Ardgillan Castle in County Dublin is a beautifully restored, 18th-century country house surrounded by beautiful gardens and blessed with panoramic sea and mountain views. Parts of the great house date back to 1738, with the east and west wings added in the 19th-century.
The lower sections of the building are now open to visitors, along with the magnificent gardens and there are several ghost stories associated with the property.
The ghost of the Reverend Henry Edward Taylor has been encountered at the house. He moved there with his wife, Marianne St Leger, in 1807 and died there on the 7th of June 1852 after a massive heart attack. At the time of his death, he was seated in the dining room and was reading his bible. It is said that as he fell to the floor, he lost grip of his precious book. Some would have you believe that his spirit (known as “Uncle Ned”) returns to the castle and walks the corridors, looking for his misplaced holy book. His form has also been encountered in the garden walking among the yew trees on several occasions.
Security guards patrolling Ardgillan Castle at night have been startled by a door that seemingly opens by itself, and a few strange experiences have been reported in rooms throughout the house. Some staff members refuse to venture into the kitchen on the lower floor alone, due to the phenomena they have encountered there.
An Irish spirit, known as a banshee, may have visited the castle. These sorrowful spirits are said to cry and wail, foretelling of imminent death or tragedy in certain families or homes. I, the owner of Spirited Isle, have heard her cries myself after a death in my own family. In many stories, a banshee will appear as a woman combing her hair. A ranger at the castle claimed to have met one such spirit while on his rounds. In an unusual turn in the most unusual of encounters, the banshee asked him for a lend of his comb. Neither the banshee nor the rangers comb was seen again.
The Dublin to Belfast line runs along part of the estate perimeter and a pedestrian bridge was constructed many years ago that residents could safely cross the track and access the private beach at Barnageera. The bridge was damaged in 2006 and was subsequently repaired meaning that it has a modern appearance these days, but the bridge is still referred to as “The Lady’s Stairs”. It is the stairs and the bridge that provide the backdrop to the most famous haunting at the property.
Legend tells of a man who went for a swim but never returned. His distraught wife went out looking for him but to no avail. Her concern turned to grief and then to obsession. She would venture down to the bridge and keep vigil, day in, day out, week after week, after week, after week – staring out to sea, hoping that her love would return. But he never did. The lady grew weak and weary and eventually died, but her obsession and her anger did not. The legend concludes with a warning that people should avoid the bridge at night, especially on Halloween – as the “lady of the stairs” will grab you and throw you over the bridge to your death.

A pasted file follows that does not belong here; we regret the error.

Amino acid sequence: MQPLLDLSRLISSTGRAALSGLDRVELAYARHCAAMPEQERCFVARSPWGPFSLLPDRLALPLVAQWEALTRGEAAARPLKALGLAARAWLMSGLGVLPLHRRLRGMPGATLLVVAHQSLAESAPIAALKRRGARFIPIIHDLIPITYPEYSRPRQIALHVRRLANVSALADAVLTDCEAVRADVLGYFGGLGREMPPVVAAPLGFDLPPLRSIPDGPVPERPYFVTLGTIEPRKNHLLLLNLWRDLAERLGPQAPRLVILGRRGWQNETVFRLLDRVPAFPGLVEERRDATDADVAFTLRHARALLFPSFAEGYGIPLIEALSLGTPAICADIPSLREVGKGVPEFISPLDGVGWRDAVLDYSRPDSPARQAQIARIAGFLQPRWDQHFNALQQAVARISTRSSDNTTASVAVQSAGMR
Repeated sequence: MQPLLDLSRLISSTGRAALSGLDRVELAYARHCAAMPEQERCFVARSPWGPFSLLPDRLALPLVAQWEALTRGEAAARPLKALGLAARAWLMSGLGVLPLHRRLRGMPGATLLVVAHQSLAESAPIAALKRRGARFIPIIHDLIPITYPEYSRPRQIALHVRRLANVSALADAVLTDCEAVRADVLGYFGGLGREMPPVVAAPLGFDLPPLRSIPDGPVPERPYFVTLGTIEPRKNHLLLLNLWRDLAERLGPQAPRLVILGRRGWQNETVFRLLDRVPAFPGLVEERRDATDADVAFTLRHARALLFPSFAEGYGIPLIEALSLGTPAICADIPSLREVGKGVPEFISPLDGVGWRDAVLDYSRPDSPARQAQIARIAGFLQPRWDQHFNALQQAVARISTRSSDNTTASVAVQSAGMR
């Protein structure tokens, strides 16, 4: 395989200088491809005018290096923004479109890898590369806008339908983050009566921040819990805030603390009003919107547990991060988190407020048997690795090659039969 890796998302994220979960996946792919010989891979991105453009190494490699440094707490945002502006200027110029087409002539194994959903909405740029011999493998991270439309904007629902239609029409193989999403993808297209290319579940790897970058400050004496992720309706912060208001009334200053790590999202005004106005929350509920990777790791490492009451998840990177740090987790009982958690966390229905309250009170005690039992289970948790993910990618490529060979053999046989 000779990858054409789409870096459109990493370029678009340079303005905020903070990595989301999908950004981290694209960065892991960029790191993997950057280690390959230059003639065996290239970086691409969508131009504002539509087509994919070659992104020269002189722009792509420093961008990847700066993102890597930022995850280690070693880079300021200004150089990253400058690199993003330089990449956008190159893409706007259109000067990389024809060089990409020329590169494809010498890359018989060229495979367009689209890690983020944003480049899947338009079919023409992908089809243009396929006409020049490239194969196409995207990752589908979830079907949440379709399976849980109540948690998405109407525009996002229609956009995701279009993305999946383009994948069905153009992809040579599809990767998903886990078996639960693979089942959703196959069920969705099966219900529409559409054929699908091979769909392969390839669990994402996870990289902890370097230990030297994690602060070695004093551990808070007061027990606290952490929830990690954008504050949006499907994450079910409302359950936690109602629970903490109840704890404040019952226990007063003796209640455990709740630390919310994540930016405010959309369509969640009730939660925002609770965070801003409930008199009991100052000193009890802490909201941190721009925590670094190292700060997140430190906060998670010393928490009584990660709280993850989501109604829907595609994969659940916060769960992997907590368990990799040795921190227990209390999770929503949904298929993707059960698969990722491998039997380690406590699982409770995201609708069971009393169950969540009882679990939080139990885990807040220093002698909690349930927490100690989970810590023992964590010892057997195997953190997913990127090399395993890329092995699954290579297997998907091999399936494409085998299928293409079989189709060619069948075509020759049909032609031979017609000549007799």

The second version of the story tells how one Lady Louisa Langford arrived at Ardgillan Castle with her husband, and that she became bored after he left to go on a hunting trip. Louisa wanted to visit the beach and to go for a swim but was advised that this would be too dangerous. Undeterred, she set off to go swimming but was soon overcome by the strong tide. Louisa’s maid returned to the house to raise the alarm, but it was too late. Louisa’s body was recovered from the water a few days later. It is claimed that it is her ghost that often returns to the bridge, even to this day. Some claim she is dressed in her wedding gown, and waiting for her husband to return for her, while others say she is just trying to find her way back to the castle.
The lady on the stairs has been spotted many times over the years and at different times, day, and night. But for some reason, she seems to like Halloween, and sightings of her increase around that time. Just remember the cautionary tale of a potentially distraught and angry spirit who might turn her attentions to you if you get in her way.
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